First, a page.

ARCHIVED – Operational Bulletin 469 - October 31, 2012

This section contains policy, procedures and guidance used by Immigration, Refugees and Citizenship Canada staff. It is posted on the Department’s website as a courtesy to stakeholders.

Changes to the Citizenship Regulations: Up-front Language Evidence

This document has expired. Please refer to the appropriate Program Delivery Instructions for current information.

Issue

The purpose of this Operational Bulletin (OB) is to provide new processing procedures due to changes in the Citizenship Regulations that will come into effect on November 1, 2012.

Background

Changes are being made to Section 14 of the Regulations, which pertains to the official languages criteria. Under the new rule, all adult applicants for a grant of citizenship aged 18 to 54 must provide objective evidence of language ability by submitting proof of achievement of Canadian Language Benchmarks / Niveaux de compétence linquistique canadiens (CLB/NCLC) Level 4 or higher in speaking and listening with their application. Citizenship and Immigration Canada (CIC) is making these changes to improve processing of adult grant applications and will require applicants to file an application when they meet the requirements for citizenship.

Applicants must provide a copy of their language evidence with their application (as per the Final List of Acceptable Evidence provided as Appendix A of this OB). CIC will be able to return the applications of those who do not provide evidence that they meet the language requirements up front. This rule will also give citizenship judges better objective evidence on which to base their decision.

All original documents submitted with the citizenship application must be presented by the applicant at the time of testing or hearing for confirmation except for any third-party test results which are listed in Appendix A. These applicants will have already submitted the original for immigration purposes and will no longer have it in their possession.

Acceptable language evidence

Under the new rules, at the time of application, the applicant must demonstrate that he/she has met the minimum language requirements by submitting English or French language evidence (speaking and listening) that corresponds to Level 4 of the CLB/NCLC (the Canadian Language Benchmarksfor English or the Niveaux de compétence linguistique canadiens for French).

Appendix A lists the language evidence accepted by CIC. This final list of acceptable evidence includes:

  • Results of a CIC-approved third-party language test (only listening and speaking);
  • Evidence of achieving CLB/NCLC Level 4 or higher in certain government-funded language training programs:
    • Language evidence as listed in Appendix A, shows proficiency in the two skills areas (i.e., listening and speaking) in English or French;
    • A test must show the applicant’s score and confirm that they meet the required CLB/NCLC Level 4 or higher.
  • Proof of completion of secondary or post-secondary education:
    • Successful secondary education completed in French or English, in Canada or abroad (Appendix A);
    • Successful post-secondary education completed in French or English, in Canada or abroad (Appendix A);

Procedure in CPC-Sydney (CPC-S)

Initial processing

When an application is received at CPC-S, officers and agents must assess whether or not it meets the completeness check as per Part A of the File Requirements Checklist by examining the application package received. As of November 1, 2012, this now includes the language evidence requirement for adult applicants aged 18 to 54.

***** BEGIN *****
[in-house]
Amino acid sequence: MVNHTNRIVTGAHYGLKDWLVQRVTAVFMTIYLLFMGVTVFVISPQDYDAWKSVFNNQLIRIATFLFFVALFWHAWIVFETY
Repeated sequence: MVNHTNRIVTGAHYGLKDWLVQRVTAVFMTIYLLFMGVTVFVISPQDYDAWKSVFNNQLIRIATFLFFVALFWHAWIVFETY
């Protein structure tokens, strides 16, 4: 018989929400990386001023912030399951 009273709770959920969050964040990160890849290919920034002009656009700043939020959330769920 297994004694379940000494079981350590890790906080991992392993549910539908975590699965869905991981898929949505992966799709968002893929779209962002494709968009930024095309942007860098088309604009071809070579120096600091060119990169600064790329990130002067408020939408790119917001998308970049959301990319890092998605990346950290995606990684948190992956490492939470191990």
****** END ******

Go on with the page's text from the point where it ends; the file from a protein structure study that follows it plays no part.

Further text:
For all adult grant applications received at CPC-S on or after November 1, 2012, CPC-S agents look at Section 7 of the CIT 0002 application form to identify the type of language evidence submitted with the application. Based on this indication, the agents will locate and examine the evidence attached to the application and determine whether or not it is acceptable according to Appendix A, and if the application is considered complete.

If the evidence submitted is deemed acceptable and the application is complete, CPC-S agents will record the language requirement field in the Global Case Management System (GCMS). The file subsequently moves to the next stage at CPC-S and normal processing continues.

If the evidence is not acceptable, the application will be returned along with a letter advising the applicant that they omitted to submit acceptable evidence that they meet CLB/NCLC Level 4. The fees will not be taken. These applicants are provided the option of resubmitting their application with necessary evidence or requesting a refund.

Applicants with special needs

Applicants who have a cognitive disability that prevents them from providing proof of language ability will need to explain on the application form the nature of the disability and provide documentary evidence in support of the condition.

CPC-S must ensure that there is at a minimum one piece of supporting documentation included with the application, otherwise it is to be returned to the applicant as incomplete. If the application is complete as per the completeness check and includes supporting document(s) for medical condition, CPC-S will flag the file for the local office. As per current procedures, citizenship officials will still conduct language screening at the time of interview and if there are language concerns, or the applicant might be eligible for a waiver of the language requirement, then the file is referred to the judge for a hearing, The local office is still responsible for sending the applicant the Request for Medical Opinion form if deemed necessary.

Processing scenarios

Applications received at CPC-S from November 1, 2012 to December 31, 2012

Adult grant applications received will have to be submitted using either the CIT 0002 (09-2012) E or the CIT 0002 (11-2012) E application form.

Scenario 1 – Application submitted with acceptable language evidence using the 09-2012 or 11-2012 form.

The application is processed as per normal procedures, unless it is considered incomplete for reasons other than objective language evidence.